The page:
Historical Timeline of Buchanan Events
1780 to today
James Buchanan comes to live at the Cumberland settlement. His parents, Archibald and Agnes, settle close by at 'Clover Bottom Farm' a year later.*
*In 1784, Archibald and Agnes buy 640 acres for £10 per hundred. [The U.S. economy remains on the British pound until 1792]).
Life was not easy for the early settlers that lived in the Cumberland settlement, and later, Davidson County, in the 1770s and 1780s. Although no Native American nation specifically lived on this land, the Cherokees, Creeks, and Chickasaws all used the land on which the pioneers settled. The threat of attacks was a persistent fear among the early settlers which were often justified, as the Chickasaws and Chickamaugans attacked several of the Cumberland settlements, resulting in loss of life, as well as settlers choosing to relocate, in the early-1780s.
James Buchanan is assessed as living in Davidson County and owning 50 acres.
James Buchanan signs the Cumberland Compact.
Inheriting 320 acres the year before - the only son with 6 sisters - James buys another 310 acres from his cousin and Revolutionary War veteran, Thomas Gillespy, and builds the log house we know today. [ early map ]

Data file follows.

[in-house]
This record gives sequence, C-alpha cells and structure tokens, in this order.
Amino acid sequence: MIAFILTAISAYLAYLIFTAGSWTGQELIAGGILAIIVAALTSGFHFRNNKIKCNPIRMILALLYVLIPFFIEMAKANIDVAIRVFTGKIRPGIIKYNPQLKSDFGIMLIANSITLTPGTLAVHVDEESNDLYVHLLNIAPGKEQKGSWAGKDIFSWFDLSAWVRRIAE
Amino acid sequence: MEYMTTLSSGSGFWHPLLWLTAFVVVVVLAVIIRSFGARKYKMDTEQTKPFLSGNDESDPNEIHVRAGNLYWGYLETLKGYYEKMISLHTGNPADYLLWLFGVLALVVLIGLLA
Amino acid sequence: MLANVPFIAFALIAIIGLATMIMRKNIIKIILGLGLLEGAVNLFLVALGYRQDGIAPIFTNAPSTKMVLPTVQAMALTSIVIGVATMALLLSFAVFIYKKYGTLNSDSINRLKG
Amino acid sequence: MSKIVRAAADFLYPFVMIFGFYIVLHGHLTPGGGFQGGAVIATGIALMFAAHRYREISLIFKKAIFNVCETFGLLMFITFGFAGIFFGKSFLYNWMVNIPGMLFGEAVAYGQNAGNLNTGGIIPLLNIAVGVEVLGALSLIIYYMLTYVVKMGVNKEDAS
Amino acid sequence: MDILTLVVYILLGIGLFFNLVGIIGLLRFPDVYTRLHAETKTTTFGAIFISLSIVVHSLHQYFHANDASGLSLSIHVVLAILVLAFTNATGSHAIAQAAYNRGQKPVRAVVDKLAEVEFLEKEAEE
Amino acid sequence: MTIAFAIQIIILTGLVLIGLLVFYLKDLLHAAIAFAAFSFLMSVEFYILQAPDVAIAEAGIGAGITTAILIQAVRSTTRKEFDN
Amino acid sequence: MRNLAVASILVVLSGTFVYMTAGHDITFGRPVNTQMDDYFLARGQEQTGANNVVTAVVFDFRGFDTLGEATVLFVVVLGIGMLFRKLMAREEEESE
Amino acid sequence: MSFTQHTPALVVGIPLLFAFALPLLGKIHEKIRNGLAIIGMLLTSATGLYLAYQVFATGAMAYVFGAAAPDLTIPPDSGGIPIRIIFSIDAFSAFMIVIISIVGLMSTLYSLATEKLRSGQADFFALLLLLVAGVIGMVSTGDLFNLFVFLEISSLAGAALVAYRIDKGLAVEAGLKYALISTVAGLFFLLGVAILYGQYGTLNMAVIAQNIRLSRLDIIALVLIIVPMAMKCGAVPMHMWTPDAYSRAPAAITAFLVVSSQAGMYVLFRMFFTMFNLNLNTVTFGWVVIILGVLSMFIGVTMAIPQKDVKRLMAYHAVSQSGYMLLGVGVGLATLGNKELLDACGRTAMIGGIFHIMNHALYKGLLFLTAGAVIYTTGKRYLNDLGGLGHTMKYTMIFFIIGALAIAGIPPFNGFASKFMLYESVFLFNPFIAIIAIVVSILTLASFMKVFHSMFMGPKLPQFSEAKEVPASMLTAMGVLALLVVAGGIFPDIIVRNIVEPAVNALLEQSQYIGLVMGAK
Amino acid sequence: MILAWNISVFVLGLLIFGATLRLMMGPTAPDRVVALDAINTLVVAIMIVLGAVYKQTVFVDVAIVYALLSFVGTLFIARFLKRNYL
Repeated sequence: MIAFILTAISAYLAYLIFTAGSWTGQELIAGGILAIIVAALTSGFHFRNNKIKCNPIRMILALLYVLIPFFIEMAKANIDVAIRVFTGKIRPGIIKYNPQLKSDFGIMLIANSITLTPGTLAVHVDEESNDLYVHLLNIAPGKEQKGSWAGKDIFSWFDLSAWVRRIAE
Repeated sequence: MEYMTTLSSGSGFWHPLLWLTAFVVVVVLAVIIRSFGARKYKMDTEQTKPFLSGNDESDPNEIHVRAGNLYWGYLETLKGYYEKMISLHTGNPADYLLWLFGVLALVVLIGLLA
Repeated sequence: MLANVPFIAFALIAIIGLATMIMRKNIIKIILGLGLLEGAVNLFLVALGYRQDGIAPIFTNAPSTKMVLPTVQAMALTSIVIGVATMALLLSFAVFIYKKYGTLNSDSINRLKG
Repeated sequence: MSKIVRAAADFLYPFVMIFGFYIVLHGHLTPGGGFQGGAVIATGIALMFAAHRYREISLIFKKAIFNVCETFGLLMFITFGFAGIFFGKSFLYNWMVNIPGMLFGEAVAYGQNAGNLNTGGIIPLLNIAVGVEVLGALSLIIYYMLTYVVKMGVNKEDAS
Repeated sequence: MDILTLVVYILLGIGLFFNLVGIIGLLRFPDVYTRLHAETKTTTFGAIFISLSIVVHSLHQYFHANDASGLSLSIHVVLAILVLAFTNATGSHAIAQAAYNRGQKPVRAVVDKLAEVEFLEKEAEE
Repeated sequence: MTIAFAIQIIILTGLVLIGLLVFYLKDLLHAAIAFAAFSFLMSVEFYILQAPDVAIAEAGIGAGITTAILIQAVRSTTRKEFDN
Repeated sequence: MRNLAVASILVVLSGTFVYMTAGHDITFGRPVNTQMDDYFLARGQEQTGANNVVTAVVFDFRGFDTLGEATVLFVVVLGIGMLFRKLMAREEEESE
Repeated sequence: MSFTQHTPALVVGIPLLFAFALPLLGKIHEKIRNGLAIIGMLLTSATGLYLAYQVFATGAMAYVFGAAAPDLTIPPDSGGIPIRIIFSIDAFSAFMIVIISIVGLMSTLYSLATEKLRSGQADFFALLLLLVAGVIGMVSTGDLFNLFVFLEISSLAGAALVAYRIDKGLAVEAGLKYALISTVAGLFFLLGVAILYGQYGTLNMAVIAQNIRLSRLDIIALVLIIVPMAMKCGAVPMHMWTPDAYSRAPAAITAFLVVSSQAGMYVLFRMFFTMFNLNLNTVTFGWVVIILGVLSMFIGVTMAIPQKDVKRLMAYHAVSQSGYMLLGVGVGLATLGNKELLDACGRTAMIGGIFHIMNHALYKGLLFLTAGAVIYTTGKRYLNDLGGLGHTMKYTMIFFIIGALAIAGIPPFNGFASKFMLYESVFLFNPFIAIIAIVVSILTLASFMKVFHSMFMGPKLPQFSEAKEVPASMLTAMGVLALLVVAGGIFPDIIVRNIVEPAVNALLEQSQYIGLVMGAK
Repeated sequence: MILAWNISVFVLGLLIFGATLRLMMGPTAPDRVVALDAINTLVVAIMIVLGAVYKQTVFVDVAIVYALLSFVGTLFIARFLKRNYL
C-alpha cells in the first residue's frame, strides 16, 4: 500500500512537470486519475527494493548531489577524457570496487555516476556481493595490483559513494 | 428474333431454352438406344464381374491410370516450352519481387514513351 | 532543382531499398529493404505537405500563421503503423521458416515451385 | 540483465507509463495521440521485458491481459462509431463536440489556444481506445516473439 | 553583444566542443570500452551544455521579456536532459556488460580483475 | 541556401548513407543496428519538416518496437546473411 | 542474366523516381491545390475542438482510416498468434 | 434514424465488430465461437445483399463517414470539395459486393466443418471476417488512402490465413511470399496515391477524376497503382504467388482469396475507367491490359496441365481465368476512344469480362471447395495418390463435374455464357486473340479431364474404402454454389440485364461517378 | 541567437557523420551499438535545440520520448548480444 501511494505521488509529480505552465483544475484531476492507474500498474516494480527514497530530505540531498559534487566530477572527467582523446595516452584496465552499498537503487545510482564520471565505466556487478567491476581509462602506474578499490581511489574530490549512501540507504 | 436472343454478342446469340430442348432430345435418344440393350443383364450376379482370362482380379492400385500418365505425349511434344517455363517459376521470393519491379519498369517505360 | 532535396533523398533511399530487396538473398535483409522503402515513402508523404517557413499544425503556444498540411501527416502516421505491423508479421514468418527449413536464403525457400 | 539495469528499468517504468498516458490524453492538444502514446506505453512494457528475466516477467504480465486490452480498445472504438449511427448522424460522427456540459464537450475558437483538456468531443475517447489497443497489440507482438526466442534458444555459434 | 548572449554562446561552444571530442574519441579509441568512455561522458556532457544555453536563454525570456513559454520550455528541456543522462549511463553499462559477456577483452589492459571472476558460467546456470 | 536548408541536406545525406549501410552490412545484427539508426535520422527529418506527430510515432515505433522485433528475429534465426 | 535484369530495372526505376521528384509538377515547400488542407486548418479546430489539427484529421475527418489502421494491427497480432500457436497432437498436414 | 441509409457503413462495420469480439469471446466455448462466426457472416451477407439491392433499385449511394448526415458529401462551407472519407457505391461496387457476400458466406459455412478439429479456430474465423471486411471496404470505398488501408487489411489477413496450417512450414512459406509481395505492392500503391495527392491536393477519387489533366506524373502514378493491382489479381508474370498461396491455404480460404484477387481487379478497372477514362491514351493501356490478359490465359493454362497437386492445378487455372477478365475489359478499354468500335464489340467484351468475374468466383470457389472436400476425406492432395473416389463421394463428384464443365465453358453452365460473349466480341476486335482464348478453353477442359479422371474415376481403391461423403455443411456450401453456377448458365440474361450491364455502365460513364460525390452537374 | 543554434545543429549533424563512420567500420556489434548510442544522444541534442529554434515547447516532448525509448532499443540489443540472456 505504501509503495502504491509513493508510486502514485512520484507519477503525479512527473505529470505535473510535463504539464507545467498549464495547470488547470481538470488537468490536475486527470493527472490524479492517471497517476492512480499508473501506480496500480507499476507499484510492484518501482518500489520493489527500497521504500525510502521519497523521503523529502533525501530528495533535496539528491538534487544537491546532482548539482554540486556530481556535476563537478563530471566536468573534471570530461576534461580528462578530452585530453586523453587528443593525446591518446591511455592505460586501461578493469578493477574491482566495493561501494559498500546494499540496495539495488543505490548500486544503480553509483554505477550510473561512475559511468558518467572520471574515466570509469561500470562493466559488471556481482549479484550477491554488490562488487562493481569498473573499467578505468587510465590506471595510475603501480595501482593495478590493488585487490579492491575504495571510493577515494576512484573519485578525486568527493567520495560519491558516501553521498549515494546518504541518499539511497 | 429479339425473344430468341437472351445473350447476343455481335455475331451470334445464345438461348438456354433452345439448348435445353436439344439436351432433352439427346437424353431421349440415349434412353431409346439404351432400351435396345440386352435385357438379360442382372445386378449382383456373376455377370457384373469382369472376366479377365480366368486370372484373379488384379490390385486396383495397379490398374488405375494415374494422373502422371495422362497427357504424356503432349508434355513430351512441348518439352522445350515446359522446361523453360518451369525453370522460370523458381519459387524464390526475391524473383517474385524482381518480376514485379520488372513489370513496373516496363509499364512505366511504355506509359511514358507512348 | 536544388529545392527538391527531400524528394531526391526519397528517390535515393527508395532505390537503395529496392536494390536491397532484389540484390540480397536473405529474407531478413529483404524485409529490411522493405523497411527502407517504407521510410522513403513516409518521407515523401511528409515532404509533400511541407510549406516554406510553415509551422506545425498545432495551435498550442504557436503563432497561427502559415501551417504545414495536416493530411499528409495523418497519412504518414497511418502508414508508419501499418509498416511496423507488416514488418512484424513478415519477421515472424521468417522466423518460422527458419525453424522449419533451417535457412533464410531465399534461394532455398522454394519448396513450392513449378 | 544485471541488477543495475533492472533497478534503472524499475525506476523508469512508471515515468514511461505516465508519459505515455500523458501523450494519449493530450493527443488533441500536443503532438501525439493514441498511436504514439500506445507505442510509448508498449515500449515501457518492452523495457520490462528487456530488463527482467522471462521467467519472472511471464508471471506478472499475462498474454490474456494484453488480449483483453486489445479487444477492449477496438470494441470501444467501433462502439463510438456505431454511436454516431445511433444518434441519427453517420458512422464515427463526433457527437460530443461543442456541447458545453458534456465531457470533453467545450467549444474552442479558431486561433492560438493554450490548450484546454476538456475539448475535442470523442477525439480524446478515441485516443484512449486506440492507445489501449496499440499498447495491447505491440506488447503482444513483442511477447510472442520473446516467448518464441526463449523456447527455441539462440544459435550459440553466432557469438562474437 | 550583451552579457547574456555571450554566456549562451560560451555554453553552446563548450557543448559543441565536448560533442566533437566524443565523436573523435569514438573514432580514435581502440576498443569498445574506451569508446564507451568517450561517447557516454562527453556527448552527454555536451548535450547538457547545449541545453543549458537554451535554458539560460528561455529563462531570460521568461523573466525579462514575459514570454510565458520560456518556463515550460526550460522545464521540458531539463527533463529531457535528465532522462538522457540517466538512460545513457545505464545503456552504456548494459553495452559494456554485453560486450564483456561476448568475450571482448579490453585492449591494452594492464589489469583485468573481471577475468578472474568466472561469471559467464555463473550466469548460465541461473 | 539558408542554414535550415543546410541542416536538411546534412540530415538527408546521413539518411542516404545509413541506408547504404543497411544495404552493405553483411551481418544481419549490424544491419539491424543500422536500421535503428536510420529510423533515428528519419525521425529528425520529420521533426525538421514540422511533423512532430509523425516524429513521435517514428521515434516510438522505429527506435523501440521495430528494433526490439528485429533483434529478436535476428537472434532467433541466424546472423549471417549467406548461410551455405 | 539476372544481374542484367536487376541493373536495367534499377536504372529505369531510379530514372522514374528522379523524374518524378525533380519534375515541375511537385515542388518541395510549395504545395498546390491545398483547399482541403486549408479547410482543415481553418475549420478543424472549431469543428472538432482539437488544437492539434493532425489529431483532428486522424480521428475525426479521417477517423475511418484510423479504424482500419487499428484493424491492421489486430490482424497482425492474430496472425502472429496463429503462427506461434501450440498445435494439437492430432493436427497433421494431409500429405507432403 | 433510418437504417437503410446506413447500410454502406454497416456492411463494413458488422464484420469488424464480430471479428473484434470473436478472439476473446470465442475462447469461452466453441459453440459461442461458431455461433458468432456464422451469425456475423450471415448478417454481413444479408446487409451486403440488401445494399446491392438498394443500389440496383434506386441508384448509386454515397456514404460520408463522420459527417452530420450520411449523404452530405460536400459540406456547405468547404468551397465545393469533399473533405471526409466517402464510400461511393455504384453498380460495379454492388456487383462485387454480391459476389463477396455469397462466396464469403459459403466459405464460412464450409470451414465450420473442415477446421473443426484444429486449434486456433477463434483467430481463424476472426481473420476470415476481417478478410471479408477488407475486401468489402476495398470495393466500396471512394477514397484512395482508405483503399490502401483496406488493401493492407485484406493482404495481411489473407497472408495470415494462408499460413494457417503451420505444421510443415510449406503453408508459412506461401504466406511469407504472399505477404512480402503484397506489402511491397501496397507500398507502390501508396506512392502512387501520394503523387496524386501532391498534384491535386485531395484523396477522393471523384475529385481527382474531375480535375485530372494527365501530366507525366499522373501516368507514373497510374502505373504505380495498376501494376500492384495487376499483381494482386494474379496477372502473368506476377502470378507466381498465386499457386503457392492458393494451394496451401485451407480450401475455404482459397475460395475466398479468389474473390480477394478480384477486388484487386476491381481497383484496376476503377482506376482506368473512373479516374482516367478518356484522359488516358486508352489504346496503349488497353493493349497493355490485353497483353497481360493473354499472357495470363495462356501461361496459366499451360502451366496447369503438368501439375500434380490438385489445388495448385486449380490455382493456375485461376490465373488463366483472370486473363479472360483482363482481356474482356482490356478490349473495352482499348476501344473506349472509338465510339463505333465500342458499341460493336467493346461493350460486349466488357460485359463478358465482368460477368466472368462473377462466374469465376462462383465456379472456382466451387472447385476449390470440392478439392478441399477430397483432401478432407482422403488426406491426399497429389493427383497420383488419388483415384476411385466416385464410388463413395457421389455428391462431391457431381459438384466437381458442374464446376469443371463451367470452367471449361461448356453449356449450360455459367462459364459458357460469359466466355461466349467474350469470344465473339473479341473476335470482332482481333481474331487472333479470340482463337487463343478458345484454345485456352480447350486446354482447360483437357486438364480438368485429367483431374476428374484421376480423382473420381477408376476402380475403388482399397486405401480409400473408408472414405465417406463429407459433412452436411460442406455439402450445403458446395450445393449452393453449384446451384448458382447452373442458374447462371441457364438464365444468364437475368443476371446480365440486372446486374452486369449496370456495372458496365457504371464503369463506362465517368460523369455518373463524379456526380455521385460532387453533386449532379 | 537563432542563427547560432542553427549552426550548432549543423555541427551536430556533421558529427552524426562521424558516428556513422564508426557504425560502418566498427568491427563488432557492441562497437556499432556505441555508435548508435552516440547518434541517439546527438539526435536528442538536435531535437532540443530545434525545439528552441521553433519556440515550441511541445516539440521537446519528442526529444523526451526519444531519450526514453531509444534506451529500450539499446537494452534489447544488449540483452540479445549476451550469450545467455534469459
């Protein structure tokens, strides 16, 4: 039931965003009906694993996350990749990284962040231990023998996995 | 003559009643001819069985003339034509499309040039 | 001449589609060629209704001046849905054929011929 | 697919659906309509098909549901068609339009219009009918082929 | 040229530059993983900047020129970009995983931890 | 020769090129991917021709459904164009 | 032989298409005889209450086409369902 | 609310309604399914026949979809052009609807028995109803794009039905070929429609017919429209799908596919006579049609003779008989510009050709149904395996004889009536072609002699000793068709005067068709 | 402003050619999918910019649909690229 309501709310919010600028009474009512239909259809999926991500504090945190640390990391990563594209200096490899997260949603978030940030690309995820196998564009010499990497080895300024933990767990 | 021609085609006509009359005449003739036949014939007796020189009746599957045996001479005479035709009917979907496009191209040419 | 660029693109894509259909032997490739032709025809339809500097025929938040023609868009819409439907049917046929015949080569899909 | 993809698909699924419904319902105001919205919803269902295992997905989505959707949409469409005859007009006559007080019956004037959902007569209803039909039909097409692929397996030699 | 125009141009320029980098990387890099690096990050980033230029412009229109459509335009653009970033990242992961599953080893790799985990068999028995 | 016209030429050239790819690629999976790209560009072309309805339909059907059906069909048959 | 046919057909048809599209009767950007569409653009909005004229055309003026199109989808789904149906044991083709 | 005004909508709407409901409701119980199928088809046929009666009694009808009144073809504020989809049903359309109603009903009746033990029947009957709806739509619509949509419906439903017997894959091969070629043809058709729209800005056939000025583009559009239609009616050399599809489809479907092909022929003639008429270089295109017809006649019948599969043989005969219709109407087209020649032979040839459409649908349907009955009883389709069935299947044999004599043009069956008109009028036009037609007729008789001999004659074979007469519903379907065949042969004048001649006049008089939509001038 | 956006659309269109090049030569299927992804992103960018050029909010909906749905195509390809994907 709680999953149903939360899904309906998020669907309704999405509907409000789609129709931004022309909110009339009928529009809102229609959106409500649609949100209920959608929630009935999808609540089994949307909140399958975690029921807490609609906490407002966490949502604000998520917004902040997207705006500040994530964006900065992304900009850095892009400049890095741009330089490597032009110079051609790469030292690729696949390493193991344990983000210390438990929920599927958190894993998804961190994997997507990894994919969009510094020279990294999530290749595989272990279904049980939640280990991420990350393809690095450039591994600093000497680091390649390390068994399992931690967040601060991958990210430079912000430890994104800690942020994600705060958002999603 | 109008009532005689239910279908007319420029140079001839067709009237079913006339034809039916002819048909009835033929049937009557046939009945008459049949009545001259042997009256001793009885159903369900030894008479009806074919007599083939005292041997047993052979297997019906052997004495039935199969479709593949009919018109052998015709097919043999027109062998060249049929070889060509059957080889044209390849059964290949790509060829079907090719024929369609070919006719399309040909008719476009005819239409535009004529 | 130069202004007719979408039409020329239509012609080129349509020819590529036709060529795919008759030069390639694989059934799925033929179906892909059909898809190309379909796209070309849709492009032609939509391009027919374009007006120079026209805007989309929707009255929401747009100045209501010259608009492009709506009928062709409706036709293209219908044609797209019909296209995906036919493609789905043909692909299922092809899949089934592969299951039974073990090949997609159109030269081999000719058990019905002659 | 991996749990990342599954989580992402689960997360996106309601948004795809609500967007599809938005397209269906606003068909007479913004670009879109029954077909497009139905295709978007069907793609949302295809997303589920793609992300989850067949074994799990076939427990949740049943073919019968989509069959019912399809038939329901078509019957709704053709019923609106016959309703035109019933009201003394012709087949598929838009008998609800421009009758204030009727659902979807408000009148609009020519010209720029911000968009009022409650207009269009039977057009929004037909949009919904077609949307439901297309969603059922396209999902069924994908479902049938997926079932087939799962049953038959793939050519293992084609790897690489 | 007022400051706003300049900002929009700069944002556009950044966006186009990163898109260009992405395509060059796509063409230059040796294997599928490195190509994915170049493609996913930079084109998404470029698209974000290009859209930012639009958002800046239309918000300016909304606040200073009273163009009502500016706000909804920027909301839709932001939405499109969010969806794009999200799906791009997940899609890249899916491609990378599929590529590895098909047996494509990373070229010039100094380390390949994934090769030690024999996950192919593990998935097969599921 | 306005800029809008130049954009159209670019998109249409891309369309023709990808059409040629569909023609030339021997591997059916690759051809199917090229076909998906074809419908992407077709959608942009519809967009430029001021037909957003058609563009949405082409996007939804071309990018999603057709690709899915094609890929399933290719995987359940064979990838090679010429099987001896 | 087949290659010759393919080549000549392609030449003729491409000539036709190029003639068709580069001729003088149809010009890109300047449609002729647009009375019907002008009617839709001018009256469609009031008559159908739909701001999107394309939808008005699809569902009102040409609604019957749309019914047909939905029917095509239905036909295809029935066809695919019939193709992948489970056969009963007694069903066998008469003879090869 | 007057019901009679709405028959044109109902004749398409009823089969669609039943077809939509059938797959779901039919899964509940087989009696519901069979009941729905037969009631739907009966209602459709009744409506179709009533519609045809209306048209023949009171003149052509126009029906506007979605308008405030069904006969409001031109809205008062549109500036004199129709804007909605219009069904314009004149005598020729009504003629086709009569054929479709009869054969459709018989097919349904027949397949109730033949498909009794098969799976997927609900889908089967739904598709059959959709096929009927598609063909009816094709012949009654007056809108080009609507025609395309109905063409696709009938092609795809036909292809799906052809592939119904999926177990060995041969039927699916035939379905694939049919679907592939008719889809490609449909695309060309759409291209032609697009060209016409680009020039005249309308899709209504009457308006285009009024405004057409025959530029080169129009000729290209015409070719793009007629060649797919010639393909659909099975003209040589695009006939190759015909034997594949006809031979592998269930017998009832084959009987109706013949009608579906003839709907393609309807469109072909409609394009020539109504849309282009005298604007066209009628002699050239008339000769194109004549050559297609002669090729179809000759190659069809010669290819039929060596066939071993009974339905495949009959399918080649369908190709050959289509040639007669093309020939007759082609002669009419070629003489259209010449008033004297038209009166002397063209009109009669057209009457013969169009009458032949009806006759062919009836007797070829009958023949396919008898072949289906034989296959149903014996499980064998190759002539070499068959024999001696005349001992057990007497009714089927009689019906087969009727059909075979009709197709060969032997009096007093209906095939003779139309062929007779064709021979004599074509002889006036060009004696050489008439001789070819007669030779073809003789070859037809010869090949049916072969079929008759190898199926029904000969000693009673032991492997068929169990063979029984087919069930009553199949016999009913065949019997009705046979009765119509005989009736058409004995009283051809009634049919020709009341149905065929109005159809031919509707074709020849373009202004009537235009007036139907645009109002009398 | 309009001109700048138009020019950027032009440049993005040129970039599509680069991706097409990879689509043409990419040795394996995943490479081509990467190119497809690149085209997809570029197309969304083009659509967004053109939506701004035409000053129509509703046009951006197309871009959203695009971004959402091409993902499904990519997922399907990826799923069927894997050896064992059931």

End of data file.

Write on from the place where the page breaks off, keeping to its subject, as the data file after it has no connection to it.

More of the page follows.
James Buchanan brings his bride, Lucinda East, to the log house. (See Myths)
James Buchanan is active in Davidson County Militia Company during War of 1812.
Original log house is expanded by a one-and-a-half story addition with a dog-trot.
Sixteenth and last child, Sara Ann, is born to Lucinda and James.
James Buchanan dies at the age of 74, and is buried in the family cemetery. Estate papers show he left 261 acres, cattle, horses,hogs, and more.
Addison is married and builds his log house on 50 acres inherited from his father.
As the Federal occupation of Nashville continued throughout the early-1860s, the lives of Nashvillians were profoundly impacted. Public schools and many private schools were closed during Federal occupation. Nashville families faced physical threats from marauders, thieves, and killers who drove them from their homes, stole from them, or physically harmed them. Epidemic diseases, such as smallpox, broke out throughout the city. There were shortages of food and labor. [Reluctant Partners; Nashville and Union, 1987]